‘Time is running out’: With deadline uncertain, NC advocates push for last minute Census responses

Time is running out for the 2020 Census

NORTH CAROLINA (WECT) - The team at the NC Counts Coalition is operating under the assumption the end of the 2020 Census effort could come at any time, so they are pushing to get everyone counted as soon as possible.

“At this point, our partners are not using a date. I’ve told everyone just say, you know, there’s still time to count, but time is running out...because we really don’t know when this operation is going to end,” said executive director Stacey Carless.

The deadline for self-responses and for U.S. Census Bureau workers to collect information was originally pulled back to Sept. 30, but a court ruling last week told the agency to extend it.

However, news agencies in Washington, D.C. obtained emails that showed the Bureau plans to shut down information collection on Monday, Oct. 5.

Carless said the back and forth on the deadline has made last-minute efforts to get people counted difficult to organize.

But what’s at stake hasn’t changed—for every single person North Carolina fails to count, the state could miss out on $18,000 over the next decade, according to the most recent estimates.

“That is $18,000, that can be allocated to our state, for our highway and transportation system, for healthcare, for education, for small business loans of rural North Carolina, for hospitals, for school lunch, for school breakfasts, for federal Pell Grants for college students,” Carless said. “So your count actually determines the fate and the well being of our communities for the next 10 years.”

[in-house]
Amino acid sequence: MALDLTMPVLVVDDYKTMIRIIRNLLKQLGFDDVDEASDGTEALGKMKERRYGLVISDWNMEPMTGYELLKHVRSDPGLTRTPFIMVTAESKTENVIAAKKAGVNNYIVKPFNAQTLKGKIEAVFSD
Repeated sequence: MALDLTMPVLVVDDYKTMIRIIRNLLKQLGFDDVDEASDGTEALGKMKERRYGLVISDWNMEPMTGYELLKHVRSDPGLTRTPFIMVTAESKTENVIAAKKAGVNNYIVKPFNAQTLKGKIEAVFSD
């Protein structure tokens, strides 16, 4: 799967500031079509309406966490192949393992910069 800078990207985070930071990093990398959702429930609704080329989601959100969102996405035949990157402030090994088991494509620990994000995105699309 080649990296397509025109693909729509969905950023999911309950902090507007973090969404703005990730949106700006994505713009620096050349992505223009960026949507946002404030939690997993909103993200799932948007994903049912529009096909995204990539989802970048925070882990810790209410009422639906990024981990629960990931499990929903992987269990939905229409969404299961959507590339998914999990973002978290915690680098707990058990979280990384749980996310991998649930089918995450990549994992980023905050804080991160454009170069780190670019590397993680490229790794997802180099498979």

As of Sept. 29, North Carolina was at 97.3% of its known households being counted, putting the state in 46th position compared with the rest of the nation.

In the Cape Fear region, the numbers are likely similar, as the self-response rate has mirrored the state average, but in some communities it is difficult to know.

In areas with large numbers of vacation homes, such as Brunswick County’s beach towns, the number of housing units may not accurately reflect the number of residents, as some homes may be a second residence for someone who lives permanently somewhere else in the state or country.

“The census is asking, ‘Where was your primary residence—where were you living as of April 1, 2020?’” said Brunswick County Public Information Officer Meagan Kascsak. “So we know that there are a lot of people who don’t...who might own a home in Brunswick County, but this might not be their primary residence.”

Still, she said the importance of the census is hard to overstate.

“It comes down a lot to federal funding of programs that so many of our residents use in their day-to-day lives," she said, "things like the SNAP program, Medicaid and Medicare. Think about when we have a disaster situation in our community...how does FEMA know how many people are in our area being affected so that they know what kind of supplies to bring in the event of some kind of natural disaster like a hurricane?”

She too suggested anyone who hasn’t responded to the 2020 Census to do so as soon as possible, before it’s too late.

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